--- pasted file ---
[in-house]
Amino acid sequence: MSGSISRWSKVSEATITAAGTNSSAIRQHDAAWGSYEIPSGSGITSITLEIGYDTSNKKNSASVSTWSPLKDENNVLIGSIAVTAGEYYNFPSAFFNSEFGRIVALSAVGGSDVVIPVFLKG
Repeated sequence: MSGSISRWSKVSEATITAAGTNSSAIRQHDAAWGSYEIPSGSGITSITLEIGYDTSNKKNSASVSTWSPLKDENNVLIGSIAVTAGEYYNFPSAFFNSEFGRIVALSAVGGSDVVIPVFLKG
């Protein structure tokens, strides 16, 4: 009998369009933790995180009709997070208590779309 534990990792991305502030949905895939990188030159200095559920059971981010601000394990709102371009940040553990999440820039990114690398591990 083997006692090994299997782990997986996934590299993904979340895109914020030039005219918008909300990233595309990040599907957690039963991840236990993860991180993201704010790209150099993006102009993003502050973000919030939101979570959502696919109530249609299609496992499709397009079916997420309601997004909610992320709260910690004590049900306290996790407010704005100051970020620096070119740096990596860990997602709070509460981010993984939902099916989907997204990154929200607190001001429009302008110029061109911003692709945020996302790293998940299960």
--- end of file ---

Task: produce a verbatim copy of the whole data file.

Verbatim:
[in-house]
Amino acid sequence: MSGSISRWSKVSEATITAAGTNSSAIRQHDAAWGSYEIPSGSGITSITLEIGYDTSNKKNSASVSTWSPLKDENNVLIGSIAVTAGEYYNFPSAFFNSEFGRIVALSAVGGSDVVIPVFLKG
Repeated sequence: MSGSISRWSKVSEATITAAGTNSSAIRQHDAAWGSYEIPSGSGITSITLEIGYDTSNKKNSASVSTWSPLKDENNVLIGSIAVTAGEYYNFPSAFFNSEFGRIVALSAVGGSDVVIPVFLKG
């Protein structure tokens, strides 16, 4: 009998369009933790995180009709997070208590779309 534990990792991305502030949905895939990188030159200095559920059971981010601000394990709102371009940040553990999440820039990114690398591990 083997006692090994299997782990997986996934590299993904979340895109914020030039005219918008909300990233595309990040599907957690039963991840236990993860991180993201704010790209150099993006102009993003502050973000919030939101979570959502696919109530249609299609496992499709397009079916997420309601997004909610992320709260910690004590049900306290996790407010704005100051970020620096070119740096990596860990997602709070509460981010993984939902099916989907997204990154929200607190001001429009302008110029061109911003692709945020996302790293998940299960």